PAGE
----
After Democrats control the White House under President Joe Biden, he and other party leaders are assertive to spend heavily to revitalize the economy. And it is addresses income inequality.
Because of this, Massachusetts Sen. Elizabeth Warren proposed a wealth tax for billionaires with the support of two other Democrat persons Pennsylvania Rep. Brendan Boyle and Washington Rep. Pramila Jayapal.
Elizabeth Warren and other two Democrats persons revealed about wealth tax for billionaires that the Ultra Million Tax Act. It would charge an annual tax of 2% on the net worth of households and businesses between $ 50 million and $ 1 Billion. As well as an annual surcharge of 1% on n assets above $ 1 billion, for a 3% tax overall for billionaires.
The controversial proposal, co-sponsored by Vermont Senator Bernie Sanders and others, is similar to Warren’s submitted candidate in the Democratic primary. Taxing the rich served as an initial way for Warren and Sanders to fund their health coverage and child care expansion. And also other proposals when they were competing for the primary nomination.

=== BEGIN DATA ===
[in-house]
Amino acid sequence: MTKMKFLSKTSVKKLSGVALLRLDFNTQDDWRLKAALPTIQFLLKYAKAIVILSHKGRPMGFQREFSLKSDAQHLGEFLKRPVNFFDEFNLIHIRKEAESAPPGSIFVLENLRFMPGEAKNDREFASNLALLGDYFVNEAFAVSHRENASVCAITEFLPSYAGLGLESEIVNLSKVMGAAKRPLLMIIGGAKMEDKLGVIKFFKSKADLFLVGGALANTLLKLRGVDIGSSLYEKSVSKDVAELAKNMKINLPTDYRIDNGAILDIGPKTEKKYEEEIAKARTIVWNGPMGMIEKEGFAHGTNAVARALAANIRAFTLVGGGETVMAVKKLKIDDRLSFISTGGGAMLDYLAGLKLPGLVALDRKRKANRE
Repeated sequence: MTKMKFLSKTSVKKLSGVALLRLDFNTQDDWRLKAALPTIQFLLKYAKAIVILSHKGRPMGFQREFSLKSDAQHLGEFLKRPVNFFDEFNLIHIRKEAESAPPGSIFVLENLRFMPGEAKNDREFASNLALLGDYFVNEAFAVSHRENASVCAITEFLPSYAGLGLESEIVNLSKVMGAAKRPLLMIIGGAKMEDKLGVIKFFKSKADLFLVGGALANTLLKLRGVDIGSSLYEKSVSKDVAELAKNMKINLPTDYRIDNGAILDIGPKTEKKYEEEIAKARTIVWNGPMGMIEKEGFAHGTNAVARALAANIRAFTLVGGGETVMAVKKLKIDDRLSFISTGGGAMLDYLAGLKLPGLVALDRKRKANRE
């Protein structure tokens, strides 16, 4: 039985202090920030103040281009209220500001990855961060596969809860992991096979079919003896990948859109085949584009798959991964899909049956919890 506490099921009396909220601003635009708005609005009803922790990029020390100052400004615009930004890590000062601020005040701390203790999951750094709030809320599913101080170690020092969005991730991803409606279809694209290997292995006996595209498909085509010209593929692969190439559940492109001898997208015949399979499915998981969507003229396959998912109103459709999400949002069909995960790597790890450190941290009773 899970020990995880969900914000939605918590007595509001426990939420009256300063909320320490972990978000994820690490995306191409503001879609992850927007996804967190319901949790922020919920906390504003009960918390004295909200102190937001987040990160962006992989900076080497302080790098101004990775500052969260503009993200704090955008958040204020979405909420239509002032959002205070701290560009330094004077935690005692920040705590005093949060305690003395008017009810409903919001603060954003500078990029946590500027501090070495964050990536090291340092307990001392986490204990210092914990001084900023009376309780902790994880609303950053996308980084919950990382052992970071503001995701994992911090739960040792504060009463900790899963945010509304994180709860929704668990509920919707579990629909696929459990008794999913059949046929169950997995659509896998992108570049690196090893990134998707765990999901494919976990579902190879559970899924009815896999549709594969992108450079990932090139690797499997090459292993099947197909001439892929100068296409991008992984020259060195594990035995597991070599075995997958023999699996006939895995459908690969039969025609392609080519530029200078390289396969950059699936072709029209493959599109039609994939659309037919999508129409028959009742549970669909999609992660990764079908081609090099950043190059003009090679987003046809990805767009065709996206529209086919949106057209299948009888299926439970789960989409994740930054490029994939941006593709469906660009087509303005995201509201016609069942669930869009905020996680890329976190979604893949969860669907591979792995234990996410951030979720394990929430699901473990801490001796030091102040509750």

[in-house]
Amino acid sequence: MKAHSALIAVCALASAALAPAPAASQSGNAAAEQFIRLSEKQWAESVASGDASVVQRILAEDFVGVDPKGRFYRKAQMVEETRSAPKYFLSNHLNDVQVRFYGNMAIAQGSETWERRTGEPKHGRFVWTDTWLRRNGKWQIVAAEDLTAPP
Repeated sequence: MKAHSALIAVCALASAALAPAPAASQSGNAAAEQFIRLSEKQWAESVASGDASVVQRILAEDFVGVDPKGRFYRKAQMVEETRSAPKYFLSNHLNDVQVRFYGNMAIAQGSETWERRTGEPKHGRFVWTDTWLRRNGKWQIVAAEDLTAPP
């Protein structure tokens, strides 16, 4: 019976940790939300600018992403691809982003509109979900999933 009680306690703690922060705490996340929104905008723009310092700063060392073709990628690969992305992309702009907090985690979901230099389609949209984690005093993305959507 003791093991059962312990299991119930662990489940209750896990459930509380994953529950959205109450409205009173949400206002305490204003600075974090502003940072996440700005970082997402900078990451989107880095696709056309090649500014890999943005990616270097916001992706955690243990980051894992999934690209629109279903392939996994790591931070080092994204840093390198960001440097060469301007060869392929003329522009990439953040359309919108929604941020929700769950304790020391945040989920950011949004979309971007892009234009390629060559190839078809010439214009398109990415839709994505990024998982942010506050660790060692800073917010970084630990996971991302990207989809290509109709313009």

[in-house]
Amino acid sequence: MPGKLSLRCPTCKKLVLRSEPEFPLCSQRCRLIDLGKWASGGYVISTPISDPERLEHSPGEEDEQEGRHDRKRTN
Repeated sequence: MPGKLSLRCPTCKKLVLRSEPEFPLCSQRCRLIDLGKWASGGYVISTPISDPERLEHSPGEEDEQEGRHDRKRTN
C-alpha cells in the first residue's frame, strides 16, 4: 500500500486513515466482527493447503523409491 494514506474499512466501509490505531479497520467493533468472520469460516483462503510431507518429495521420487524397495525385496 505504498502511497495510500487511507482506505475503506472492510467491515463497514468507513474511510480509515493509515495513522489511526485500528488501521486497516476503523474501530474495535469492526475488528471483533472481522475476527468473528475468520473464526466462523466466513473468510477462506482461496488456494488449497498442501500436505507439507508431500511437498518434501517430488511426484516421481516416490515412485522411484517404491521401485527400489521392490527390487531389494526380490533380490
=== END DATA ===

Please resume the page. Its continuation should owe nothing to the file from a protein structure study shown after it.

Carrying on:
Elizabeth Warren said they proposed a wealth tax for billionaires, and Congress develops additional plans to help its economy. The estate tax should be at the top of the list to help pay for these plans due to the enormous amounts of revenue it would generate. This money will invest in child care, and early education, the K-12 schooling system, infrastructure. All of these are the priorities of President Biden and the Democrats in Congress.
According to an analysis provided by lawmakers, roughly 100,000 American families would be subject to the tax, which would raise about $ 3 trillion in a decade. UC Berkeley professors Emmanuel Saez and Gabriel Zucman were conducting this, well known for their left-wing work on income and wealth inequality.
The earnings estimate is higher than Warren’s during the campaign in part because of the peak of wealth, particularly among billionaires. They said that they have grown in the past two years and will expect to continue to rise. They estimated it would raise $ 2.75 trillion in a decade and affect 75,000 households two years ago.
Although the coronavirus caused a severe economic recession in the US, it has had a disparate impact on American families. Higher-income households have primarily kept their jobs through telecommuting, and stock market earnings have increased their net worth. Those on the other side of the scale have been disproportionately affected by layoffs and have had difficulty finding new jobs during the so-called K-shaped recovery.
However, taxing wealth could be very difficult. There are questions about whether it is allowed by the US Constitution, and legal scholars are on both sides of the argument.
Additionally, estate taxes can be challenging to administer, as the wealthy often have assets that are difficult to value.